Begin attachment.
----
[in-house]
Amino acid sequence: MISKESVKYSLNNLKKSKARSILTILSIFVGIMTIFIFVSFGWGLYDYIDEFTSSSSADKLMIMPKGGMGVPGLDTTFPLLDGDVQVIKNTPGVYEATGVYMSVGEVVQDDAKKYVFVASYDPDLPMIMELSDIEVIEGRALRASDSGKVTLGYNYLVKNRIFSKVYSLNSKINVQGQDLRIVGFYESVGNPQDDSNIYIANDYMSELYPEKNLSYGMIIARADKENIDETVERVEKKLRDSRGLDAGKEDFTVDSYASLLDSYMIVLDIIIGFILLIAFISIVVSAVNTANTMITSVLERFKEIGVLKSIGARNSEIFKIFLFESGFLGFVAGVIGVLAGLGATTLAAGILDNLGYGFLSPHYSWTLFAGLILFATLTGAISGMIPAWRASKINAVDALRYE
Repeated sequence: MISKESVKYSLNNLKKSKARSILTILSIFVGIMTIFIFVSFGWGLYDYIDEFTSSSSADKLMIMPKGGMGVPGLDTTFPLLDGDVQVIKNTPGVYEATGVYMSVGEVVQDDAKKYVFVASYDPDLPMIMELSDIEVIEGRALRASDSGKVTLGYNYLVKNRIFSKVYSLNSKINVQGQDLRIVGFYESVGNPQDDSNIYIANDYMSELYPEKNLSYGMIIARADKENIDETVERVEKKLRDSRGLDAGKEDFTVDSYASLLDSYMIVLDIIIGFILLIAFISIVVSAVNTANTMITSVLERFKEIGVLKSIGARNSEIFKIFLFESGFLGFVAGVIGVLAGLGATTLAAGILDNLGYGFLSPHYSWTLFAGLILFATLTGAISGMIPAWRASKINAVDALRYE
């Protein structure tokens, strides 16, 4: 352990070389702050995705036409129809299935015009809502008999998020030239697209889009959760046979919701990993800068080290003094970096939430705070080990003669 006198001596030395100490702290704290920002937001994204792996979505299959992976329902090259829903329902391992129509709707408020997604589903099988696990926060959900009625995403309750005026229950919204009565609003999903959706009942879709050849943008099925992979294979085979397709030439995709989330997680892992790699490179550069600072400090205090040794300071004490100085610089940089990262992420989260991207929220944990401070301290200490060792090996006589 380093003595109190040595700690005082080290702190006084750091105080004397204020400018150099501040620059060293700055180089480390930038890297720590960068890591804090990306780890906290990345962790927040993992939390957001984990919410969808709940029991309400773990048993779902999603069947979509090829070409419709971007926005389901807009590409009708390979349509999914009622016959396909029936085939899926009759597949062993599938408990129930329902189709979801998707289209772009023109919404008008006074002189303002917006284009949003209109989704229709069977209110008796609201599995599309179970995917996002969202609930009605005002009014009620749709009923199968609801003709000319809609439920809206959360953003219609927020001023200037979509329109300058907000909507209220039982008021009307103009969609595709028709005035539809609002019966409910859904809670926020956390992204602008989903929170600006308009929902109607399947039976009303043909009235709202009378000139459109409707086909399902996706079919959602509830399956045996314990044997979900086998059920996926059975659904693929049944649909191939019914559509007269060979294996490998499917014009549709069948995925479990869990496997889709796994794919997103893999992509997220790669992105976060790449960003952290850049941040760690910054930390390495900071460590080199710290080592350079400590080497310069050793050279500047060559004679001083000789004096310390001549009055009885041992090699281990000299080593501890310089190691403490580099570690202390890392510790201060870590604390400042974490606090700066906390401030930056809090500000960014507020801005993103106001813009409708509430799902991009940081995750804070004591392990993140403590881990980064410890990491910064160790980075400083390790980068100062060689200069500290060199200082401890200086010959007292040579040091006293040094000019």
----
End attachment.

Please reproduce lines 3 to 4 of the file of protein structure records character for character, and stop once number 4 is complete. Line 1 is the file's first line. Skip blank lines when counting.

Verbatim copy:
Repeated sequence: MISKESVKYSLNNLKKSKARSILTILSIFVGIMTIFIFVSFGWGLYDYIDEFTSSSSADKLMIMPKGGMGVPGLDTTFPLLDGDVQVIKNTPGVYEATGVYMSVGEVVQDDAKKYVFVASYDPDLPMIMELSDIEVIEGRALRASDSGKVTLGYNYLVKNRIFSKVYSLNSKINVQGQDLRIVGFYESVGNPQDDSNIYIANDYMSELYPEKNLSYGMIIARADKENIDETVERVEKKLRDSRGLDAGKEDFTVDSYASLLDSYMIVLDIIIGFILLIAFISIVVSAVNTANTMITSVLERFKEIGVLKSIGARNSEIFKIFLFESGFLGFVAGVIGVLAGLGATTLAAGILDNLGYGFLSPHYSWTLFAGLILFATLTGAISGMIPAWRASKINAVDALRYE
């Protein structure tokens, strides 16, 4: 352990070389702050995705036409129809299935015009809502008999998020030239697209889009959760046979919701990993800068080290003094970096939430705070080990003669 006198001596030395100490702290704290920002937001994204792996979505299959992976329902090259829903329902391992129509709707408020997604589903099988696990926060959900009625995403309750005026229950919204009565609003999903959706009942879709050849943008099925992979294979085979397709030439995709989330997680892992790699490179550069600072400090205090040794300071004490100085610089940089990262992420989260991207929220944990401070301290200490060792090996006589 380093003595109190040595700690005082080290702190006084750091105080004397204020400018150099501040620059060293700055180089480390930038890297720590960068890591804090990306780890906290990345962790927040993992939390957001984990919410969808709940029991309400773990048993779902999603069947979509090829070409419709971007926005389901807009590409009708390979349509999914009622016959396909029936085939899926009759597949062993599938408990129930329902189709979801998707289209772009023109919404008008006074002189303002917006284009949003209109989704229709069977209110008796609201599995599309179970995917996002969202609930009605005002009014009620749709009923199968609801003709000319809609439920809206959360953003219609927020001023200037979509329109300058907000909507209220039982008021009307103009969609595709028709005035539809609002019966409910859904809670926020956390992204602008989903929170600006308009929902109607399947039976009303043909009235709202009378000139459109409707086909399902996706079919959602509830399956045996314990044997979900086998059920996926059975659904693929049944649909191939019914559509007269060979294996490998499917014009549709069948995925479990869990496997889709796994794919997103893999992509997220790669992105976060790449960003952290850049941040760690910054930390390495900071460590080199710290080592350079400590080497310069050793050279500047060559004679001083000789004096310390001549009055009885041992090699281990000299080593501890310089190691403490580099570690202390890392510790201060870590604390400042974490606090700066906390401030930056809090500000960014507020801005993103106001813009409708509430799902991009940081995750804070004591392990993140403590881990980064410890990491910064160790980075400083390790980068100062060689200069500290060199200082401890200086010959007292040579040091006293040094000019």